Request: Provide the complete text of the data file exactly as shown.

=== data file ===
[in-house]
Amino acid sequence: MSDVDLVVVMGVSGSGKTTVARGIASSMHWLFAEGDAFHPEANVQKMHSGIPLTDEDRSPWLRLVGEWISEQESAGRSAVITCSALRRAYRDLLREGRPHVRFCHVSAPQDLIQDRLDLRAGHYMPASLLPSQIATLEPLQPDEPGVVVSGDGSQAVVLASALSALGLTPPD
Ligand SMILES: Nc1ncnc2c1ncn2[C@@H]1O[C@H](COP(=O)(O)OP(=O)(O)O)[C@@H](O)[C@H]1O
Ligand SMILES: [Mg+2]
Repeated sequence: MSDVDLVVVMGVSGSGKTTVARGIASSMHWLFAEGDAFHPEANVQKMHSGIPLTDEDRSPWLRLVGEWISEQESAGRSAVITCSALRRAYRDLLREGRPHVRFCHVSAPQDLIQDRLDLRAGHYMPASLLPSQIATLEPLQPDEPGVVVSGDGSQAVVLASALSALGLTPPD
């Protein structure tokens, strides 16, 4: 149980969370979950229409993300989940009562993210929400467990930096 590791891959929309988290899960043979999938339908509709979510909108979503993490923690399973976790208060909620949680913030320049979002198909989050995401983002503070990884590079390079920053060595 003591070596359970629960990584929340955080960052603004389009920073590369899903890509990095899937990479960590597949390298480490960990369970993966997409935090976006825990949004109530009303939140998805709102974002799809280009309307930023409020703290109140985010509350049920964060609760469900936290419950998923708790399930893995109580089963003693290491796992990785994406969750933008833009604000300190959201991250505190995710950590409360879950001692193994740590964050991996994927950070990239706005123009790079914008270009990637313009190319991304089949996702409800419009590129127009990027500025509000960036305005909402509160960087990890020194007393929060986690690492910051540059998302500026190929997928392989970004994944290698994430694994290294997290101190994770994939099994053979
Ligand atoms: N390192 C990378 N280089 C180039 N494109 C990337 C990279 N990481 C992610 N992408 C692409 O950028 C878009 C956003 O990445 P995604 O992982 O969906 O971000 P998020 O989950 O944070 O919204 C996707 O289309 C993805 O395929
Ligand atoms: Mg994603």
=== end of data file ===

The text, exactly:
[in-house]
Amino acid sequence: MSDVDLVVVMGVSGSGKTTVARGIASSMHWLFAEGDAFHPEANVQKMHSGIPLTDEDRSPWLRLVGEWISEQESAGRSAVITCSALRRAYRDLLREGRPHVRFCHVSAPQDLIQDRLDLRAGHYMPASLLPSQIATLEPLQPDEPGVVVSGDGSQAVVLASALSALGLTPPD
Ligand SMILES: Nc1ncnc2c1ncn2[C@@H]1O[C@H](COP(=O)(O)OP(=O)(O)O)[C@@H](O)[C@H]1O
Ligand SMILES: [Mg+2]
Repeated sequence: MSDVDLVVVMGVSGSGKTTVARGIASSMHWLFAEGDAFHPEANVQKMHSGIPLTDEDRSPWLRLVGEWISEQESAGRSAVITCSALRRAYRDLLREGRPHVRFCHVSAPQDLIQDRLDLRAGHYMPASLLPSQIATLEPLQPDEPGVVVSGDGSQAVVLASALSALGLTPPD
């Protein structure tokens, strides 16, 4: 149980969370979950229409993300989940009562993210929400467990930096 590791891959929309988290899960043979999938339908509709979510909108979503993490923690399973976790208060909620949680913030320049979002198909989050995401983002503070990884590079390079920053060595 003591070596359970629960990584929340955080960052603004389009920073590369899903890509990095899937990479960590597949390298480490960990369970993966997409935090976006825990949004109530009303939140998805709102974002799809280009309307930023409020703290109140985010509350049920964060609760469900936290419950998923708790399930893995109580089963003693290491796992990785994406969750933008833009604000300190959201991250505190995710950590409360879950001692193994740590964050991996994927950070990239706005123009790079914008270009990637313009190319991304089949996702409800419009590129127009990027500025509000960036305005909402509160960087990890020194007393929060986690690492910051540059998302500026190929997928392989970004994944290698994430694994290294997290101190994770994939099994053979
Ligand atoms: N390192 C990378 N280089 C180039 N494109 C990337 C990279 N990481 C992610 N992408 C692409 O950028 C878009 C956003 O990445 P995604 O992982 O969906 O971000 P998020 O989950 O944070 O919204 C996707 O289309 C993805 O395929
Ligand atoms: Mg994603």